Does anybody have a handkerchief to use?
Published 9:17 am Tuesday, January 27, 2015
Pothole Prairie by Tim Engstrom
Forrest, my eldest child, is against moving away. The 7-year-old has many friends in Albert Lea, likes his second-grade teacher and loves the town. Still, we are going to move away. He’s taking it well.
If you haven’t read by now, I received a promotion last week to publisher of the Fergus Falls Daily Journal, a sister newspaper about four hours and 15 minutes away. I worked up there for three days last week. Like Albert Lea, it’s a beautiful community with a real sense of pride. The staff there has been welcoming, and I am looking forward to my journey.
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The hardest part is leaving. I love Albert Lea.
I have been the editor of the Albert Lea Tribune for nine years — I started Feb. 13, 2006 — and know so many members of this community. I was in the Noon Kiwanis Club for those nine years, with one as its president. I served six years on the Albert Lea Parks and Recreation Advisory Board. The combination of the two gave me a special role in the creation of the basketball courts near the city pool.
I ran disc golf leagues, and I assisted in the expansion of disc golf. It was once a city with just a nine-hole course with homemade baskets and grassy tee pads. It now has three 18-hole courses, all with concrete tees. Two of the courses have PDGA-sanctioned baskets. Our humble little disc golf club was working on raising dough for quality baskets at the Riverland Community College course. Hopefully, that goal will be achieved.
I also coached youth tee-ball and, later, coach-pitch baseball. Great memories.
Through all these activities and through the course of my work as editor, I have met thousands of people in the Albert Lea area, from Bricelyn to Hollandale and from Wells to Kensett. I have been to the Capitol in St. Paul on behalf of our readers and to Williams Arena in Minneapolis. I was the first journalist on the scene in the wake of June 2010 tornado outbreak, but I forgot my pen and a local farm wife gave me one.
I have seen three city managers, two county administrators, three sheriffs, three mayors, five 27A state representatives … well, you get the picture. There has been controversy to write about. My investigation into paying to play on a local Junior A hockey team shut down the Albert Lea Thunder. Sorry about that, hockey fans.
We sent reporters to places like Fort McCoy, Wisconsin, and to Camp Buehring, Kuwait. We had reporters on the inside at the Republican National Convention in St. Paul while the two big papers in southern Minnesota were stuck outside. It pays to get the press request filed early. We sent reporters to Vikings, Timberwolves, Gophers, Wild and Twins games.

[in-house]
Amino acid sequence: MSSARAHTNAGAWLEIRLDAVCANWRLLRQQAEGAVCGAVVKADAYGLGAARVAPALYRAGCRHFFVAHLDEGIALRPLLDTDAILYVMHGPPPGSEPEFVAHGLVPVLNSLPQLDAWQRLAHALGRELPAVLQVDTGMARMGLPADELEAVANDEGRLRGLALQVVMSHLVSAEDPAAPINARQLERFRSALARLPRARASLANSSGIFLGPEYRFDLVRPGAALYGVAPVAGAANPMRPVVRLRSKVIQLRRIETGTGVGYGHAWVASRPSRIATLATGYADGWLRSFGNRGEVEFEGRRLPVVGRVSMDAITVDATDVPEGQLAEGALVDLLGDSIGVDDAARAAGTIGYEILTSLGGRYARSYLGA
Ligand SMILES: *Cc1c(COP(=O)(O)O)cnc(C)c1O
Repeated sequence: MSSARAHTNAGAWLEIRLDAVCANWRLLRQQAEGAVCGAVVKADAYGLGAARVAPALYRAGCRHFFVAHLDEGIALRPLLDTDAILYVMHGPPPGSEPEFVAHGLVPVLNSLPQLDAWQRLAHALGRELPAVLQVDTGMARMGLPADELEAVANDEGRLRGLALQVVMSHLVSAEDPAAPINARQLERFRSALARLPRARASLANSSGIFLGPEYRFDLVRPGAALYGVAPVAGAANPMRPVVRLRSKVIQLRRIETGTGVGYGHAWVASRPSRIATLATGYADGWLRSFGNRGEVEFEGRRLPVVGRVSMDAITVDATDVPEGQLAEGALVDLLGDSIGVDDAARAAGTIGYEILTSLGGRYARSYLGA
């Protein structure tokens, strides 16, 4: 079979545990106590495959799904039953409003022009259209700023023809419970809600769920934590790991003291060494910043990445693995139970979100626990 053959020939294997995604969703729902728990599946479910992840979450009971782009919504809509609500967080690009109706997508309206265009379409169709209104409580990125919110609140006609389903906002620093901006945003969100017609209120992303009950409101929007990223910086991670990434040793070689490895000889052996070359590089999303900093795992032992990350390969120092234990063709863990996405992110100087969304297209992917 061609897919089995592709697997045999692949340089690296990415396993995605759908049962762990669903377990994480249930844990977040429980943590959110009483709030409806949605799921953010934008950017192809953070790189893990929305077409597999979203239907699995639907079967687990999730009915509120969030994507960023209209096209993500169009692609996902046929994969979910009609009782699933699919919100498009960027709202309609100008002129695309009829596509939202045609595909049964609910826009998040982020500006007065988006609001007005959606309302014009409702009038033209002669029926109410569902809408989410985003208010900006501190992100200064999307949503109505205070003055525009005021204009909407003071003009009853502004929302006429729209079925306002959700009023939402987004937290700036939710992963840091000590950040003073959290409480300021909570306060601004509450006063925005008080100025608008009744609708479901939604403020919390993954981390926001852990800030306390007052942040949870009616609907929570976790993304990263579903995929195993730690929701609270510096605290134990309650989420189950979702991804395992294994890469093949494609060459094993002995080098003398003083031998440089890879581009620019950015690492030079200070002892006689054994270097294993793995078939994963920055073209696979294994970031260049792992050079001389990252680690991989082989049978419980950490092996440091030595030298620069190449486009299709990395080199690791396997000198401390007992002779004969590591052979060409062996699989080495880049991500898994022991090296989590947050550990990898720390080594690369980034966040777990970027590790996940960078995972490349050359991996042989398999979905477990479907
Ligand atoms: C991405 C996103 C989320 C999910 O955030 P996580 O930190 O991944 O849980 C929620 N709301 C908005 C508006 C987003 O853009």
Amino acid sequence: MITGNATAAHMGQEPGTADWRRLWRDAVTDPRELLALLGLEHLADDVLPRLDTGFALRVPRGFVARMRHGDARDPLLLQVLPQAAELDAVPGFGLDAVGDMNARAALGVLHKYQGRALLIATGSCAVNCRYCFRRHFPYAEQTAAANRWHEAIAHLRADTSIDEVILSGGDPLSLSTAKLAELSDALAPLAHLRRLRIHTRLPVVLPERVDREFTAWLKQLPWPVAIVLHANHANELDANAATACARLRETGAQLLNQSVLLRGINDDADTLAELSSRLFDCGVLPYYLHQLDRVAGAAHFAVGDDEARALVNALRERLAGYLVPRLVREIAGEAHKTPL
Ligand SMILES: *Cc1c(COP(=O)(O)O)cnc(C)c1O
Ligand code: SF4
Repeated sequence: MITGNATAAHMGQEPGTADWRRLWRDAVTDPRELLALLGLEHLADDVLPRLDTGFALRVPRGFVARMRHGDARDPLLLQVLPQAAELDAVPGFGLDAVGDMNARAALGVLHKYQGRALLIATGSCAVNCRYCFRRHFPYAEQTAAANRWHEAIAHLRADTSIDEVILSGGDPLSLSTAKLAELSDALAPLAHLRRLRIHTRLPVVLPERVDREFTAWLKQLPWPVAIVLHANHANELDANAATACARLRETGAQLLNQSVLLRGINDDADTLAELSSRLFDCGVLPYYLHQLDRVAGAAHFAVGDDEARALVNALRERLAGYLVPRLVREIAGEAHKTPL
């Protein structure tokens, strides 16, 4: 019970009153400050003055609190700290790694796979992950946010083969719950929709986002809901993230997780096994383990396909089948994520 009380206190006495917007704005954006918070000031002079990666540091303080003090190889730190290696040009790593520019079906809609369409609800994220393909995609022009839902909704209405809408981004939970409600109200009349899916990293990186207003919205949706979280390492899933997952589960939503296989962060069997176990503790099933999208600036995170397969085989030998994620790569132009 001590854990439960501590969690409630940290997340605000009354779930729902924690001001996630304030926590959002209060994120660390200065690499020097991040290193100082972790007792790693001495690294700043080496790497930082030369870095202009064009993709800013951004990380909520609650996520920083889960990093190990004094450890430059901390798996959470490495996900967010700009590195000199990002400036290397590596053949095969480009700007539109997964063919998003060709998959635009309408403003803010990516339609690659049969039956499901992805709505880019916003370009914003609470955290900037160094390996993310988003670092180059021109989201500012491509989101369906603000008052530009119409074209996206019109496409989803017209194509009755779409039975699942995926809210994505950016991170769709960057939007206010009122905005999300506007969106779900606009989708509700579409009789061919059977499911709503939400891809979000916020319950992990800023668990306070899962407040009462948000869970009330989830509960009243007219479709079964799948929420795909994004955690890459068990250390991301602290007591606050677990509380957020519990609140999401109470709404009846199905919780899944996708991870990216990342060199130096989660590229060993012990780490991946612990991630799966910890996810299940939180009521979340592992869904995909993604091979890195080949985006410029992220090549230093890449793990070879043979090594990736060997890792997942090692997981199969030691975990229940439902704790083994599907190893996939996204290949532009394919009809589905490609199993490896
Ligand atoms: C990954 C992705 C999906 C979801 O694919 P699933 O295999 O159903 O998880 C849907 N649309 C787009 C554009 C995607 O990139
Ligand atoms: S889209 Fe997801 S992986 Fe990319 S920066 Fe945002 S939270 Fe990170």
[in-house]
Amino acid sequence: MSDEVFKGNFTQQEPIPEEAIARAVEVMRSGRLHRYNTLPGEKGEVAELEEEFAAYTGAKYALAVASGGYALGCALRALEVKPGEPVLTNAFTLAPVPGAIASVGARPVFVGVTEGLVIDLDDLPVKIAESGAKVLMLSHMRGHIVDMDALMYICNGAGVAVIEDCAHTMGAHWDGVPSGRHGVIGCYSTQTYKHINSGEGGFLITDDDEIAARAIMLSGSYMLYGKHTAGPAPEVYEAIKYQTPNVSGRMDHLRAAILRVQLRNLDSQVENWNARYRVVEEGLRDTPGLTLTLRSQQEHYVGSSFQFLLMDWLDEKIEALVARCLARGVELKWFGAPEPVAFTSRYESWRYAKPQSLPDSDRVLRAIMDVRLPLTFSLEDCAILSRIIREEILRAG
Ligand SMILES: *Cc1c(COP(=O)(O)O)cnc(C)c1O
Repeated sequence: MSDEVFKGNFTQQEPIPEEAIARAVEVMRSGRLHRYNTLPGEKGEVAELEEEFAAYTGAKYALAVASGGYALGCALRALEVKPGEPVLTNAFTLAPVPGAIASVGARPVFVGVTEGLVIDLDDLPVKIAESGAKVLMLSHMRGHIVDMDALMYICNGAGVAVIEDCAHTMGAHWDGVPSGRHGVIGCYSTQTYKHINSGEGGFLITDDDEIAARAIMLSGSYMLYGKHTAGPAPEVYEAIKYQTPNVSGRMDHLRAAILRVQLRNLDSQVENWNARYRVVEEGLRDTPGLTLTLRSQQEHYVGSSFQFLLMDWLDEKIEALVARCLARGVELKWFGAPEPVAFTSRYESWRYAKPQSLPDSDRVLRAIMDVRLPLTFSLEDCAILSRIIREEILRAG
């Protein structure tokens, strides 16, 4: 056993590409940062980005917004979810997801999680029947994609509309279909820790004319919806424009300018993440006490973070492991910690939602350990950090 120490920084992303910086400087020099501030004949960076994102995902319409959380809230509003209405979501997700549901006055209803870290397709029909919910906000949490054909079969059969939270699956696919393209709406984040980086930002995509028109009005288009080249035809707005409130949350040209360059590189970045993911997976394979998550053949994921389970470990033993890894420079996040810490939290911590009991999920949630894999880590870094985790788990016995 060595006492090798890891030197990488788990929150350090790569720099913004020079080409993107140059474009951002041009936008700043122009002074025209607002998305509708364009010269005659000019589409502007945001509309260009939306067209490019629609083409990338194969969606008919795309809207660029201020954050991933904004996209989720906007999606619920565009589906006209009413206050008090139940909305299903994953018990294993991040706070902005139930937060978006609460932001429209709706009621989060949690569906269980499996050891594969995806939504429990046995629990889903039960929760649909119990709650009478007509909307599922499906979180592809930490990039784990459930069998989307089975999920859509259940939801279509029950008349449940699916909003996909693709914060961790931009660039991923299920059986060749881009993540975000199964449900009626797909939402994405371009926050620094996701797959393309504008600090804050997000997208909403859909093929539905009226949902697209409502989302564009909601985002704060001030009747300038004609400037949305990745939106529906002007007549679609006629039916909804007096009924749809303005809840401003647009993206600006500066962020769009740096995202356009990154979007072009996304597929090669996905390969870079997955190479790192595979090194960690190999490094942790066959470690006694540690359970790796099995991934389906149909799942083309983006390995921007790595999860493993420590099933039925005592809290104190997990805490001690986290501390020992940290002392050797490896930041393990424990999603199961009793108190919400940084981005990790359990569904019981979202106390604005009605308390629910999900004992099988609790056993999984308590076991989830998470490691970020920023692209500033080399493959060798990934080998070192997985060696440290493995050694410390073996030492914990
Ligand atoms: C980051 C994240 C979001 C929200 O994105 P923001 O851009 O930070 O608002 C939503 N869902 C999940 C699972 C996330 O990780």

And we sent reporters to places such as your homes, right here in town. Thank you for letting us in.
Through it all, there was one lesson I taught every reporter. You aren’t out there on behalf of the sources. You are there for the readers. They are the reasons we have to ask the hard questions. They are the reasons we have to push for answers and do our best to detect and get rid of spin or nonsense. No one gets into journalism just to regurgitate what government officials tell them.
They also heard me talk about the newspaper’s role in public safety. An informed public is a safe public. The more they know about crime, the more people can do to prevent it and to keep themselves away from trouble. You might not always like seeing crime stories, but they are necessary for making wise decisions as a community.
See, we aren’t just trying to attract eyeballs to look at paper. A newspaper is a community-oriented business. We take pride in this place.
It works both ways, too. This place takes pride in the paper. They want a strong publication with real stories and unabashed opinions. They don’t want a wishy-washy, scaredy-cat paper. But they also want to get their scrapbook items in — check-passing photos, sports league winners, new members in a service club, weddings, engagements, stuff like that.
I hope I was able to provide that and more. I know the paper will be in good hands under Publisher Crystal Miller, the most non-bossy boss there ever was. And a dear friend.
And farewell to the rest of the crew at the Tribune. My eyes well up knowing I won’t be part of the team anymore. You are outstanding. Now I have to compete against you for Better Newspaper Contest awards.
To Forrest, I am sorry. To my wife, Lisa, thank you for supporting this marathon we are about to run. To 2-year-old Jasper, well, you probably won’t remember any of this.
Farewell, Albert Lea. I will miss you.
Tim Engstrom is the publisher of the Fergus Falls Daily Journal. Jan. 20 was his final day as editor of the Albert Lea Tribune. This is his final Pothole Prairie column.